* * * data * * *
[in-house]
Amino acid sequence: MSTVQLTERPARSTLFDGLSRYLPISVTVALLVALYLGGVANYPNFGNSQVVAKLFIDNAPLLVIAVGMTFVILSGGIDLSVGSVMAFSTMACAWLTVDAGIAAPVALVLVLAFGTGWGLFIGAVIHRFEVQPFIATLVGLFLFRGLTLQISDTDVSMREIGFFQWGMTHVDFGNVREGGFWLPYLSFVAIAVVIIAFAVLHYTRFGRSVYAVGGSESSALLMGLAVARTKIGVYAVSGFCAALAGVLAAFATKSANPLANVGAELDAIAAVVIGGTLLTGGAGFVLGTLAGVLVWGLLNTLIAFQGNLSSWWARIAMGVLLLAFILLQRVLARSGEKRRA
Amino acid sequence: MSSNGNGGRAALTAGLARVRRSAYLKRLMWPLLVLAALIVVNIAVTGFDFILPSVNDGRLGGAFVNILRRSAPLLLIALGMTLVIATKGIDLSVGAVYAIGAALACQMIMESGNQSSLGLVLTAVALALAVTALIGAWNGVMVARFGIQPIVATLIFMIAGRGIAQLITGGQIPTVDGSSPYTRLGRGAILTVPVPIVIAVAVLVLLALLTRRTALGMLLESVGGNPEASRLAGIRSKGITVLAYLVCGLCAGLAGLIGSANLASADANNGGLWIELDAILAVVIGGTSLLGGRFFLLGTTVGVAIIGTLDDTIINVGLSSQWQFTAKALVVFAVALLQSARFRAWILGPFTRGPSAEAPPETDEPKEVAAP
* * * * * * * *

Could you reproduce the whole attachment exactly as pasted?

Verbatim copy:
[in-house]
Amino acid sequence: MSTVQLTERPARSTLFDGLSRYLPISVTVALLVALYLGGVANYPNFGNSQVVAKLFIDNAPLLVIAVGMTFVILSGGIDLSVGSVMAFSTMACAWLTVDAGIAAPVALVLVLAFGTGWGLFIGAVIHRFEVQPFIATLVGLFLFRGLTLQISDTDVSMREIGFFQWGMTHVDFGNVREGGFWLPYLSFVAIAVVIIAFAVLHYTRFGRSVYAVGGSESSALLMGLAVARTKIGVYAVSGFCAALAGVLAAFATKSANPLANVGAELDAIAAVVIGGTLLTGGAGFVLGTLAGVLVWGLLNTLIAFQGNLSSWWARIAMGVLLLAFILLQRVLARSGEKRRA
Amino acid sequence: MSSNGNGGRAALTAGLARVRRSAYLKRLMWPLLVLAALIVVNIAVTGFDFILPSVNDGRLGGAFVNILRRSAPLLLIALGMTLVIATKGIDLSVGAVYAIGAALACQMIMESGNQSSLGLVLTAVALALAVTALIGAWNGVMVARFGIQPIVATLIFMIAGRGIAQLITGGQIPTVDGSSPYTRLGRGAILTVPVPIVIAVAVLVLLALLTRRTALGMLLESVGGNPEASRLAGIRSKGITVLAYLVCGLCAGLAGLIGSANLASADANNGGLWIELDAILAVVIGGTSLLGGRFFLLGTTVGVAIIGTLDDTIINVGLSSQWQFTAKALVVFAVALLQSARFRAWILGPFTRGPSAEAPPETDEPKEVAAP